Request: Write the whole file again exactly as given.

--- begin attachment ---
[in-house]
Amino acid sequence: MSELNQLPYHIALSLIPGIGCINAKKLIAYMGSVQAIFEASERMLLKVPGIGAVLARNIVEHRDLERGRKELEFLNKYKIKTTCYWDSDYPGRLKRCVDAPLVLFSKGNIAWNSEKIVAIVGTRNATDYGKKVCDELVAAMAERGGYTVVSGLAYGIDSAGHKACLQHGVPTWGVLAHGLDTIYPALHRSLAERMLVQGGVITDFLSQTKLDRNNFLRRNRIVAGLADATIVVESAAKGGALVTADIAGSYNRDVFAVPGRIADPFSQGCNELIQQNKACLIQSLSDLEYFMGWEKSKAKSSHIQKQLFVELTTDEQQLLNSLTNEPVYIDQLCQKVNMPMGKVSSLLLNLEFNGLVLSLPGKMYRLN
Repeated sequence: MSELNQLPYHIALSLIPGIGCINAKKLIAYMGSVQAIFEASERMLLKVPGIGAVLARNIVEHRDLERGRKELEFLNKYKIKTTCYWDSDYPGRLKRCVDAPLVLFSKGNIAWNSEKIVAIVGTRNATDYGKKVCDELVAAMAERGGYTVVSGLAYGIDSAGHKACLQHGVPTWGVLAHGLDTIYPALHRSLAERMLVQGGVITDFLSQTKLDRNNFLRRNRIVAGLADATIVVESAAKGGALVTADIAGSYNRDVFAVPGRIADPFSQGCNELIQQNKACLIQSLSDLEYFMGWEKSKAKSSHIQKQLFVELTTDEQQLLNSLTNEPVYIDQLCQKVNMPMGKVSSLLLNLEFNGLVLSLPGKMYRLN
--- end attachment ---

[in-house]
Amino acid sequence: MSELNQLPYHIALSLIPGIGCINAKKLIAYMGSVQAIFEASERMLLKVPGIGAVLARNIVEHRDLERGRKELEFLNKYKIKTTCYWDSDYPGRLKRCVDAPLVLFSKGNIAWNSEKIVAIVGTRNATDYGKKVCDELVAAMAERGGYTVVSGLAYGIDSAGHKACLQHGVPTWGVLAHGLDTIYPALHRSLAERMLVQGGVITDFLSQTKLDRNNFLRRNRIVAGLADATIVVESAAKGGALVTADIAGSYNRDVFAVPGRIADPFSQGCNELIQQNKACLIQSLSDLEYFMGWEKSKAKSSHIQKQLFVELTTDEQQLLNSLTNEPVYIDQLCQKVNMPMGKVSSLLLNLEFNGLVLSLPGKMYRLN
Repeated sequence: MSELNQLPYHIALSLIPGIGCINAKKLIAYMGSVQAIFEASERMLLKVPGIGAVLARNIVEHRDLERGRKELEFLNKYKIKTTCYWDSDYPGRLKRCVDAPLVLFSKGNIAWNSEKIVAIVGTRNATDYGKKVCDELVAAMAERGGYTVVSGLAYGIDSAGHKACLQHGVPTWGVLAHGLDTIYPALHRSLAERMLVQGGVITDFLSQTKLDRNNFLRRNRIVAGLADATIVVESAAKGGALVTADIAGSYNRDVFAVPGRIADPFSQGCNELIQQNKACLIQSLSDLEYFMGWEKSKAKSSHIQKQLFVELTTDEQQLLNSLTNEPVYIDQLCQKVNMPMGKVSSLLLNLEFNGLVLSLPGKMYRLN